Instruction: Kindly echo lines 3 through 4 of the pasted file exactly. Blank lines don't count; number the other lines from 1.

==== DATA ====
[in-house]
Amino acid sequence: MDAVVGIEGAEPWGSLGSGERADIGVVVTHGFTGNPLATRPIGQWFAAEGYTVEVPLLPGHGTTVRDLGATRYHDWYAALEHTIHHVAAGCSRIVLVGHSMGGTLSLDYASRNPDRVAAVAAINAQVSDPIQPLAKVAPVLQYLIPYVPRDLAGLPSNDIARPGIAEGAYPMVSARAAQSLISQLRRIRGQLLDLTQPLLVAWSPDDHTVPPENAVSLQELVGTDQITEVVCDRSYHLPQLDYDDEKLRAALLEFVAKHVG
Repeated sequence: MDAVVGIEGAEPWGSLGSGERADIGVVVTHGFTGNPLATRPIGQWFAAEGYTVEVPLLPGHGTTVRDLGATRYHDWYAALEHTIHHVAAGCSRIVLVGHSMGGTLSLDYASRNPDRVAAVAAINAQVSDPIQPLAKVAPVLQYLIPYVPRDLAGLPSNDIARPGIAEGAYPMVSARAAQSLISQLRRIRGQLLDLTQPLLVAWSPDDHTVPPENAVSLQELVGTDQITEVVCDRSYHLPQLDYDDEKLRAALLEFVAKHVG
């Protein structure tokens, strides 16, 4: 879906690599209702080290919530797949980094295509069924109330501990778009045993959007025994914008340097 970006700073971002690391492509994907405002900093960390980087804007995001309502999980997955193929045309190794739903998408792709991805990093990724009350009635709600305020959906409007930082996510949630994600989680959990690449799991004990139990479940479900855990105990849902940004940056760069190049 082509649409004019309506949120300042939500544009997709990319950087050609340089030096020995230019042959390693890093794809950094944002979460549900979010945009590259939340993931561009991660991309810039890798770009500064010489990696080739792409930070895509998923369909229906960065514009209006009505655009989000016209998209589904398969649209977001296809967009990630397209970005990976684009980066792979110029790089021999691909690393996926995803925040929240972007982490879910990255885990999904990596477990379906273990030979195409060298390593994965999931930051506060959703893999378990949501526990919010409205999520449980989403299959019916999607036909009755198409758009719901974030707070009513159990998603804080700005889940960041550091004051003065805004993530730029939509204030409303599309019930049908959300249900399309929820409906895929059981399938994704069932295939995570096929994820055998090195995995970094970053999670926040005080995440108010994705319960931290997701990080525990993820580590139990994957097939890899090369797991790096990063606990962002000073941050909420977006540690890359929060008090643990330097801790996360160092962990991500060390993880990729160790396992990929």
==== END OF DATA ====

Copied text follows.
Repeated sequence: MDAVVGIEGAEPWGSLGSGERADIGVVVTHGFTGNPLATRPIGQWFAAEGYTVEVPLLPGHGTTVRDLGATRYHDWYAALEHTIHHVAAGCSRIVLVGHSMGGTLSLDYASRNPDRVAAVAAINAQVSDPIQPLAKVAPVLQYLIPYVPRDLAGLPSNDIARPGIAEGAYPMVSARAAQSLISQLRRIRGQLLDLTQPLLVAWSPDDHTVPPENAVSLQELVGTDQITEVVCDRSYHLPQLDYDDEKLRAALLEFVAKHVG
């Protein structure tokens, strides 16, 4: 879906690599209702080290919530797949980094295509069924109330501990778009045993959007025994914008340097 970006700073971002690391492509994907405002900093960390980087804007995001309502999980997955193929045309190794739903998408792709991805990093990724009350009635709600305020959906409007930082996510949630994600989680959990690449799991004990139990479940479900855990105990849902940004940056760069190049 082509649409004019309506949120300042939500544009997709990319950087050609340089030096020995230019042959390693890093794809950094944002979460549900979010945009590259939340993931561009991660991309810039890798770009500064010489990696080739792409930070895509998923369909229906960065514009209006009505655009989000016209998209589904398969649209977001296809967009990630397209970005990976684009980066792979110029790089021999691909690393996926995803925040929240972007982490879910990255885990999904990596477990379906273990030979195409060298390593994965999931930051506060959703893999378990949501526990919010409205999520449980989403299959019916999607036909009755198409758009719901974030707070009513159990998603804080700005889940960041550091004051003065805004993530730029939509204030409303599309019930049908959300249900399309929820409906895929059981399938994704069932295939995570096929994820055998090195995995970094970053999670926040005080995440108010994705319960931290997701990080525990993820580590139990994957097939890899090369797991790096990063606990962002000073941050909420977006540690890359929060008090643990330097801790996360160092962990991500060390993880990729160790396992990929």